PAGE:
The four Strategic Goals were outlined. These were
- effective and efficient strategic leadership, governance and administration
- enhancing production, employment and economic growth in the sector
- enabling environment for food security and sector transformation
- sustainable use of natural resources in the sector.
Prof Vries noted that the Department had 6 965 posts on the approved establishment with 63 posts additional to the establishment.
The total budget per programme in 2015/16 was R6.3 billion and there was a budget cut amounting to R300 million.
The Chairperson raised some concern over the budget cut. He said if the Department was not able to utilize its entire budget, the National Treasury would give that amount to a different department with an urgent need for the money.
Mr J Parkies (ANC, Free State) asked for the whole list of small and large producers spoken about on food security projects, the market they were accessing and the products they were selling. He asked why commercial farmers were moving away from food production.
Mr A Singh (ANC KwaZulu Natal) wanted to know the budget allocation for under utilisation of arable land and plan for market access. He asked how far the Department had gone in developing a policy for small holder farmers. Aquaculture was poorly funded despite having potential for rural development, job creation and food security at a time rural communities were sitting without food security and unemployment.
The Chairperson said that Members may ask questions but time constraints may preclude the answers being given today, noting that other presentations were still to be given.
Mr M Rayi (ANC Eastern Cape) asked how the Committee would do oversight well if it was just going to ask questions without getting the answers.
The Chairperson said the Committee could agree to ask questions and get replies now, or continue with discussions and then get answers in writing.
Mr Singh said the Committee could not simply accept the written answers; this detracted from the reasons for having the sitting, to engage.
Ms C Labuschagne (DA Western Cape) mentioned that the purpose of the Committee was to ask questions and specifically to interrogate what was happening in the provinces. The problem with this presentation was that it was not broken down into the main details of each province; this made it difficult to scrutinise. The purpose of the engagement was to interrogate the budget and the APP of the Department, with specific reference to provinces. Nowhere else in the presentation were the provincial breakdowns given.
Mr A Nyambi (ANC Mpumalanga) proposed that the Department should now answer the questions already asked.
He commented that the Director General should surely know of the availability of the Minister and it did not help for her to be vague.
Mr Nyambi wanted to know more on the challenges of the concurrent function of agriculture with forestry and fisheries. He asked for a clarification for the use of the word “homelands”.
Mr S Mthimunye (ANC Mpumalanga) suggested that the management committee must sit down and deliberate on the manner in which the Department must conduct its presentation. The Department must inform all its eight entities to align their targets, according to the strategic plans. It would be important for the Committee to look at its oversight visit programme, and align it also to the entities targeted by the Departments. The Strategic and APPs and Annual Report were products of the Minister, and always had a Foreword by the Minister. This Strategic Plan and the Annual Performance Plan did not respond to the situational analyses in the first pages of the presentation, which meant there were no remedies for issues raised in situational analyses.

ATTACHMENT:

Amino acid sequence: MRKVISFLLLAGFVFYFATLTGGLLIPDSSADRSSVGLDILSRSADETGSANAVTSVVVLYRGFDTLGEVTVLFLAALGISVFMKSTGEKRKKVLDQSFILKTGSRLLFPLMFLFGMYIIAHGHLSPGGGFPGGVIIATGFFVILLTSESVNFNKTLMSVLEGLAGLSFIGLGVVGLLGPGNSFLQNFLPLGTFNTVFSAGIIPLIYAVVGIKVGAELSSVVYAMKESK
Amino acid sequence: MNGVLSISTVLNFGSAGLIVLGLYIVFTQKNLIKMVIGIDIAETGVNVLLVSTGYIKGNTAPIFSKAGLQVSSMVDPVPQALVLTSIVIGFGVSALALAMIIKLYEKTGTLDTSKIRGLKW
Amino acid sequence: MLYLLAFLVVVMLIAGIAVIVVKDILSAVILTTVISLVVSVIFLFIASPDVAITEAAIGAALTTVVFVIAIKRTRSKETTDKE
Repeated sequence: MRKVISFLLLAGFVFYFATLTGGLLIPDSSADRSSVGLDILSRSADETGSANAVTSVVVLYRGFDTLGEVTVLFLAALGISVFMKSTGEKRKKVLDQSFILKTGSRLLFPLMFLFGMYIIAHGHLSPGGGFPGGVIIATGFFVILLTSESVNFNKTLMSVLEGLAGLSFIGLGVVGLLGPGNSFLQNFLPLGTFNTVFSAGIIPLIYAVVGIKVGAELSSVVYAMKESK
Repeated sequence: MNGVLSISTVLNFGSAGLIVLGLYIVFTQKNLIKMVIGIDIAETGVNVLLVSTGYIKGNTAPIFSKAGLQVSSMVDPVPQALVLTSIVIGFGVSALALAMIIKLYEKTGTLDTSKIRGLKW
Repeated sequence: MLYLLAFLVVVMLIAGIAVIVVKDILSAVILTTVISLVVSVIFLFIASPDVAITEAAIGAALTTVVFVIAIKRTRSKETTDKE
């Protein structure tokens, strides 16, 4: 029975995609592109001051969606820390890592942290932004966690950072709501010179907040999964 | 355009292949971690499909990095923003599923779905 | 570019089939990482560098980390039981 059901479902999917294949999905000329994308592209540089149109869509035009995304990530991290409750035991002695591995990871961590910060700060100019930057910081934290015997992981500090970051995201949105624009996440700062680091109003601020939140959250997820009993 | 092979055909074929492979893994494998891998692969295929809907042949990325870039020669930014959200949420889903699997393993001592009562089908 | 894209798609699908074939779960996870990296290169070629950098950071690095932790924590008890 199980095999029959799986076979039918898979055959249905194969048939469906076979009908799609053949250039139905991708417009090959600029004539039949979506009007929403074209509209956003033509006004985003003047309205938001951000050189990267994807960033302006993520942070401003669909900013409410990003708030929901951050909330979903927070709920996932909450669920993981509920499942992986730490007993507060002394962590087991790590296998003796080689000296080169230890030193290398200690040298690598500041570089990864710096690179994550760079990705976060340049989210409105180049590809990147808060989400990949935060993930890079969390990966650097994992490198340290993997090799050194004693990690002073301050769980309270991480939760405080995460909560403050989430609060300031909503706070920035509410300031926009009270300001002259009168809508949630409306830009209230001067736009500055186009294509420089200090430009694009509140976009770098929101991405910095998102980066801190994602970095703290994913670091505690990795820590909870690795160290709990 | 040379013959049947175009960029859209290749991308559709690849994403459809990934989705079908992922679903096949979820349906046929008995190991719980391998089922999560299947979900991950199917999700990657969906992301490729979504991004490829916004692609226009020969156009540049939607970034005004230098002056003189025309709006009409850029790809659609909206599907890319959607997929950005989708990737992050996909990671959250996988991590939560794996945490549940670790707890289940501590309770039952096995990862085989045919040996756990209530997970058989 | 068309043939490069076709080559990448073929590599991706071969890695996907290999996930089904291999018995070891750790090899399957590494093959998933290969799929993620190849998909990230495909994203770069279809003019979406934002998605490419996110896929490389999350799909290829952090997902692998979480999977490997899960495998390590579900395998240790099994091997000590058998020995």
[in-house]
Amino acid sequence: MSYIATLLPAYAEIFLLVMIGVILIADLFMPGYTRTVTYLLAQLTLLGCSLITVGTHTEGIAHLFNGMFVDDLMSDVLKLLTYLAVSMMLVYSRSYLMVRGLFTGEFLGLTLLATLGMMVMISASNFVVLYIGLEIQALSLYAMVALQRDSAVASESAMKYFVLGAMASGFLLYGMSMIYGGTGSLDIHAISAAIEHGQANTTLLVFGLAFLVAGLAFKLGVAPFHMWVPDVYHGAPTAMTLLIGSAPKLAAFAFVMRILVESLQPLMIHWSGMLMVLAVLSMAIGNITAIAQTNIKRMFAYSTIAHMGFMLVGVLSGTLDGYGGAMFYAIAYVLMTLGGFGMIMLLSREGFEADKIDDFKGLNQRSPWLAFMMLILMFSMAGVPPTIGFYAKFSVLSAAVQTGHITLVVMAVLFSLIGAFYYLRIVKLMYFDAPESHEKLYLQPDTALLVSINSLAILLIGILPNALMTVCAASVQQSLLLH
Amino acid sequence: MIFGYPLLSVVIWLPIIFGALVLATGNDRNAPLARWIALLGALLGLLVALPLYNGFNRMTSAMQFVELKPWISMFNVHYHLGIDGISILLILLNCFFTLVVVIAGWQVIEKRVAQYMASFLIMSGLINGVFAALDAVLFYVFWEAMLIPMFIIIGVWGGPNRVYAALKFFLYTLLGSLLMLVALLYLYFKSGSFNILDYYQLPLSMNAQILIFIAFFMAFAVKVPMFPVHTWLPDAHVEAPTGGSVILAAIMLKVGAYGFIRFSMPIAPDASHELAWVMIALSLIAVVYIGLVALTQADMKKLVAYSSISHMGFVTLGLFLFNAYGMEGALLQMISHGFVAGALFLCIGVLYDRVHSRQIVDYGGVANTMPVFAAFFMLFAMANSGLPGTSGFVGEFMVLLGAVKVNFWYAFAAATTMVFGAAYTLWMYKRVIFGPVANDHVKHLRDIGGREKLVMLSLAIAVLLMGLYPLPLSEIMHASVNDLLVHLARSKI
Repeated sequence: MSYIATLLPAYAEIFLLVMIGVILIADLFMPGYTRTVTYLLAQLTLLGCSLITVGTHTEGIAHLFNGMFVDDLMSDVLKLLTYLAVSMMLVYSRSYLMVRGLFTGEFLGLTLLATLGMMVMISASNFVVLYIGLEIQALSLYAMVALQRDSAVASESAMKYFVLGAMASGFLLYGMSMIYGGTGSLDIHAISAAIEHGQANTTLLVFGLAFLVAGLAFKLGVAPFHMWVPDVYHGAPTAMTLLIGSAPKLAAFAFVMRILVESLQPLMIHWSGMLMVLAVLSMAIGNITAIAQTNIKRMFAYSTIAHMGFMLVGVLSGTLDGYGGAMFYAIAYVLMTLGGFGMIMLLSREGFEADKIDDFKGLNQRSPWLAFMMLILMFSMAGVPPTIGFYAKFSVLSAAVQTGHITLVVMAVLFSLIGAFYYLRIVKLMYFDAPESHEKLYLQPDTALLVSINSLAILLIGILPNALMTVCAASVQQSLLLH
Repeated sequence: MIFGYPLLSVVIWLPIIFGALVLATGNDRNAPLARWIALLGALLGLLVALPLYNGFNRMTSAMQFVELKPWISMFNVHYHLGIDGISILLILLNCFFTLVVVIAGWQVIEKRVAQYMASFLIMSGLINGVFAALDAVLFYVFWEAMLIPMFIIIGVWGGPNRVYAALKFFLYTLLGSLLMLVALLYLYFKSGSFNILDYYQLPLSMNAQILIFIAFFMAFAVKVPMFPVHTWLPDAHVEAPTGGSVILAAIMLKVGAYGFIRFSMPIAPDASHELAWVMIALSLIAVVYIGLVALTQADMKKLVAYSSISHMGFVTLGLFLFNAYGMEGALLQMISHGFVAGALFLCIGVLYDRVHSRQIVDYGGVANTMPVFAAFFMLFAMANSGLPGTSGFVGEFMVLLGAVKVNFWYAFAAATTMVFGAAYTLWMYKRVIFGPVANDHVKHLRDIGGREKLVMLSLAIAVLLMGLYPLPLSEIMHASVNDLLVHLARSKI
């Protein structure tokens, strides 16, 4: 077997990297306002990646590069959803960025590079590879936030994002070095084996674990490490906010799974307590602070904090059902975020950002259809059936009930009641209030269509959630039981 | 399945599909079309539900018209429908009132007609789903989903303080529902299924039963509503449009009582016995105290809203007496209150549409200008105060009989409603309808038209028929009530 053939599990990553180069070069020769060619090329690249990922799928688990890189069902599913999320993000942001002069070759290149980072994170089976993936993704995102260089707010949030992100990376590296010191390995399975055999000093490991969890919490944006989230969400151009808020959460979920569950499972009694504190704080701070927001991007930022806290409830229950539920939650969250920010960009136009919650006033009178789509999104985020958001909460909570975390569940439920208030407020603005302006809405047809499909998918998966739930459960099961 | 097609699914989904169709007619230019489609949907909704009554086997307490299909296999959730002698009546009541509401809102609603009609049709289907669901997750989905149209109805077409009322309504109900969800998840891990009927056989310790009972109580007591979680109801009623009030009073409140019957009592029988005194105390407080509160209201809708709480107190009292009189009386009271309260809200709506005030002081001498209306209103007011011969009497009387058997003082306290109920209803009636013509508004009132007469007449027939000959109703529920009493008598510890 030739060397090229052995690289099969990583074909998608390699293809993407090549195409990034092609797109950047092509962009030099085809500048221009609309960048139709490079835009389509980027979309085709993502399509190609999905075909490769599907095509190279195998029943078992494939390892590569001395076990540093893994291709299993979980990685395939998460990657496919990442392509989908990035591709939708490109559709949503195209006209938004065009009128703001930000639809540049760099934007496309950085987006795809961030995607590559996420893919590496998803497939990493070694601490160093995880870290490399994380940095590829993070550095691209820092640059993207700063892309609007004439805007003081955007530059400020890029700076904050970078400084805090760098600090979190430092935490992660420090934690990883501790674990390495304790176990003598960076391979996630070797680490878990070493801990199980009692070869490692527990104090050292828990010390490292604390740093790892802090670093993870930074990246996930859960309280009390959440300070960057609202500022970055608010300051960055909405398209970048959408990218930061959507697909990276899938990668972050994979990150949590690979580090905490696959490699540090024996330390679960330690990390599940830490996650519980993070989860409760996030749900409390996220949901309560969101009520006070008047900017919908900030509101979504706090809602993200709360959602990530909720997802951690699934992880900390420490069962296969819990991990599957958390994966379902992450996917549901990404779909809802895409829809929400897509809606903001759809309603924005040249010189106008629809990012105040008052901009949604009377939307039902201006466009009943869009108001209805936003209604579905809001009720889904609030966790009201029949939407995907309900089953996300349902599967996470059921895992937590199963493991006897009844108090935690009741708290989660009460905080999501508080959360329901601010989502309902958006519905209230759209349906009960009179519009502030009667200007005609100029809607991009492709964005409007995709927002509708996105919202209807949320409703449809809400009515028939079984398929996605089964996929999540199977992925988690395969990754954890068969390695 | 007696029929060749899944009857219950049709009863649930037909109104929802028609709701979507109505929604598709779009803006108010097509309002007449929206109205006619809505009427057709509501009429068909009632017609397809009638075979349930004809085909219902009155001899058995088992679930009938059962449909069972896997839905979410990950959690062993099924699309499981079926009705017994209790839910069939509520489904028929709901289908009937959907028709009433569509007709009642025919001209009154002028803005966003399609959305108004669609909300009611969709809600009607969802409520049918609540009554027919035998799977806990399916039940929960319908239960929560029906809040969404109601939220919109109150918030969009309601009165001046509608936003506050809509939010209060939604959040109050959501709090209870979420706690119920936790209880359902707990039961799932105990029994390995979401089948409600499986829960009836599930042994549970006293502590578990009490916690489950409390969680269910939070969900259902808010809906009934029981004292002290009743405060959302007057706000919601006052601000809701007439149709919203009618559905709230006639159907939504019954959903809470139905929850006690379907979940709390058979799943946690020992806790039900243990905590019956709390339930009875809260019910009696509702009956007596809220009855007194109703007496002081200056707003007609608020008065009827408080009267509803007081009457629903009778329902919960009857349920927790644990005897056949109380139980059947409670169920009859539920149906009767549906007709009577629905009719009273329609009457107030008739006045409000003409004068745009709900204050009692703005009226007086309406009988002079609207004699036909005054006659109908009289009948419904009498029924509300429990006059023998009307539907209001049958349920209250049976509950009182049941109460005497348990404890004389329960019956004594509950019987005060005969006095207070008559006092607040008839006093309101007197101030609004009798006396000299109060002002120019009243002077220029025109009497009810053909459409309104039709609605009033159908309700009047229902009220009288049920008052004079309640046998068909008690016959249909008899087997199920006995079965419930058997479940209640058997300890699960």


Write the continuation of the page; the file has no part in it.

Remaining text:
The Chairperson said the Committee was dealing with issues of agriculture, which pertained of course to land. The Committee must be able to get some sense of the extent of transformation.
Mr Singh asked the plans put in place to help farmers detect plant pests and diseases. He asked what the Department was doing to combat foot and mouth disease. He asked what were the biggest export markets for South Africa
Ms B Masango (DA Gauteng) asked where the 140 people were who would be doing community service, and where this was based. She asked what the DAFF was doing when it said it was helping a particular smaller municipality in developing the harbor.
The Chairperson said it was worrying there was no funding for irrigation, which would affect emerging farmers as they had nowhere else to seek help.
Professor Vries replied the National Treasury knew better why the budget was cut, as the DAFF had been spending more than 98% of its budget. It was not cut because it was underspending. There had been some unfortunate decisions made, and one of these related to the Agricultural Research Council (ARC), which was doing research on developing a new variety of maize which would take at least seven years. For this entity, the budget cut of R300 million was very unfortunate. The ARC research was being funded largely by the Bill and Melinda Gates Foundation, with the Department only supporting it with administrative costs, and to cut any funding from it was incorrect. The ARC had funds committed for a number of years.
She noted that National Treasury has given DAFF the responsibility for rural development, through the Land Bank, and the Department was focusing more on land degradation. This was being done in collaboration with the Department of Rural Development and Land Reform (DRDLR) to avoid duplication of programmes.
Prof Vries said she was not able to give the whole list of small holder farmers and cooperatives. She agreed with provinces in addition to the equitable share on how the list of farmers will be acquired. The provinces could give the names and locations of the projects as they were the implementing agencies. Agriculture contribution to GDP was very low but there had been year on year increase in the value of exports, and 12% of the GDP was agro-processing. Most of the goods exported from the country were primary agricultural products. The budget for agro processing sat with the Department of Trade and Industry.